Monday, March 10, 2008


So here's the new history of the neighbor islands, at least of the past couple decades. Sugar and pineapple pulled out; instead of importing workers to exploit they realized that it was cheaper to go their home countries and exploit them there.

The fields were sold off for golf courses and developments, while the old plantation towns started to fade. Some returned to dust. Others were saved - somewhat.

The first newcomers had the best intentions, I'm sure. They came in and repainted and restored the buildings. They opened cafes and funky breakfast shops and stores selling crystals and dream catchers and Tibetan prayer flags. They were a bit crunchy, they got excited over organic greens, they rode their bikes to work and they believed in solar power.

But something feels off with them. They look like hippies, they wear second hand clothes, and none of them ever pay for a hair cut. And yet, coffee and a cinnamon roll costs six bucks at the cafe, and you can't find a decent lunch under ten dollars ... and even that is a 'wrap' dominated by ten-cents worth of bean sprouts and lettuce. And though they all take Hawaiian names you notice, each year, fewer and fewer actual locals in these towns.

Still, they're nice people and you can get along fine with them as long as you remember that they are more spiritually advanced than you.

Next comes the spas and retreats and expensive resorts. Only: don't call them resorts. Call them Healing Centers. After all, they all offer traditional native Hawaiian healing practices, many so esoteric that even the Hawaiians have never heard of them.

And then the really rich ones start coming in, the multi-millionaires and billionaires who see a stretch of undeveloped coast near-by and want it for themselves.

Which is what brings me here to Kapa`au: another rich guy sees paradise and wants to own it. It's so foreign to me, this desire to pave over, dominate and own what is wild & free & beautiful. Another community is going to fight to save what little is left. I'm not part of this battle: my job this week is only to open the doors and make sure everyone gets to where they're supposed to be. I'll have my own battles coming up; this time I'm just an observer.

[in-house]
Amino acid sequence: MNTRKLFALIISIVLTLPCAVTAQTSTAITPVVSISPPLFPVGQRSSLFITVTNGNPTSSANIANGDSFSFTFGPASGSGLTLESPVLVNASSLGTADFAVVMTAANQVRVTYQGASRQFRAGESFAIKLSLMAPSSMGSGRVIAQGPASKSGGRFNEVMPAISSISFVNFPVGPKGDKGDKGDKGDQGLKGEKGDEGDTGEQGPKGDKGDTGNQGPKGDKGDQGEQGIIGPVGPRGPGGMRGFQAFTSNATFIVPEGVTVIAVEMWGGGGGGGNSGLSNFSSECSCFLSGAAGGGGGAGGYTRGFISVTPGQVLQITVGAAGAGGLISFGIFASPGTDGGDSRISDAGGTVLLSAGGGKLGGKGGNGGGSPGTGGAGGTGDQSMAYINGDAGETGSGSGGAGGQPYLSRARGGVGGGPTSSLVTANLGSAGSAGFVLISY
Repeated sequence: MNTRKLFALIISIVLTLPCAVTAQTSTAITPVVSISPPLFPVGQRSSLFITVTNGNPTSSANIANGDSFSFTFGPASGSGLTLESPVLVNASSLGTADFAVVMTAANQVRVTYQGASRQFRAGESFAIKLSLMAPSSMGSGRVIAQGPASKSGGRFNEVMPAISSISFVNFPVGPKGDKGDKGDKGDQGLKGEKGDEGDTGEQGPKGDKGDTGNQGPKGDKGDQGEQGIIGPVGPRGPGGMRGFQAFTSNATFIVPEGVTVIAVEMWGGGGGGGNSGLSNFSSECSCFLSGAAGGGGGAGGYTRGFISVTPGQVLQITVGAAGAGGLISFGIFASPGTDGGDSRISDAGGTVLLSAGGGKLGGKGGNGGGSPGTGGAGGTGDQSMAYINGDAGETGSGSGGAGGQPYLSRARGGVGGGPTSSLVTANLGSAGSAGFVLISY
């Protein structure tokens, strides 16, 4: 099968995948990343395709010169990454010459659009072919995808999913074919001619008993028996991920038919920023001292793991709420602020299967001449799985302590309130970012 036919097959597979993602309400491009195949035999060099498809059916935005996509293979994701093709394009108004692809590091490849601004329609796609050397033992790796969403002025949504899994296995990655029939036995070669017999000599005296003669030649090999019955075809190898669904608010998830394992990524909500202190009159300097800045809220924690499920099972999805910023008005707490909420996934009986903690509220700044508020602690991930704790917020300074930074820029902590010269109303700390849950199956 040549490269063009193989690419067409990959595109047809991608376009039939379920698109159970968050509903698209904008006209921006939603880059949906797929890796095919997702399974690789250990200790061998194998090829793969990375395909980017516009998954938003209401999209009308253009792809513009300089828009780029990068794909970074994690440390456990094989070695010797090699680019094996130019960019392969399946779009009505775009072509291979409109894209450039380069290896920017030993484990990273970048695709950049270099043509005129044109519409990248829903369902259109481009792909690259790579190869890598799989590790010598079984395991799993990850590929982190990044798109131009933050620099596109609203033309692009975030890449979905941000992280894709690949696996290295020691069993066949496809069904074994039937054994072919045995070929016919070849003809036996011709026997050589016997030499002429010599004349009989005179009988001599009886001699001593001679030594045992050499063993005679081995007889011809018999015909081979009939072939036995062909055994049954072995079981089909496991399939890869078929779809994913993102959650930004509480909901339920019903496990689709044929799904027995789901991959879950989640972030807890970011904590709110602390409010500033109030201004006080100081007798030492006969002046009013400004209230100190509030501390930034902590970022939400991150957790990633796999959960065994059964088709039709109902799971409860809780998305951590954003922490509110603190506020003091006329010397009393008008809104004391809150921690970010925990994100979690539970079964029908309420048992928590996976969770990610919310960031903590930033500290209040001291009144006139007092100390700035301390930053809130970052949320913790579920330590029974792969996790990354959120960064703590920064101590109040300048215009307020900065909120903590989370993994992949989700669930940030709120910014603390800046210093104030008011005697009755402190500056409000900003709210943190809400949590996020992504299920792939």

And though I'm sympathetic to the community, I'm a bit cynical too. I look around and see ads in the kiosks for Tibetan antiques, naia dance classes, yoga, spiritual learning centers, massage ... the band in the bar next door is playing Gipsy King covers ... the women have hairy toes and the men never seem to comb their hair ... and it's all so new-age generic that we could be anywhere.

And then you cross the line, and go to the plate lunch place, or the gas station for coffee (same taste, 1/5 the price). And you're in plantation Hawai`i again, and there is no sign that the others exist at all. Old ladies lomi the opelu and mix it with limu for poke in between cigarette breaks & it's the only thing on the menu not swimming in grease, the tv is almost as loud as the refrigerator in the kitchen, and super-size mahu ring up your bill. There's two worlds, maybe more, living on the same land and never crossing. Visit one, you'd never even know the other side was there.

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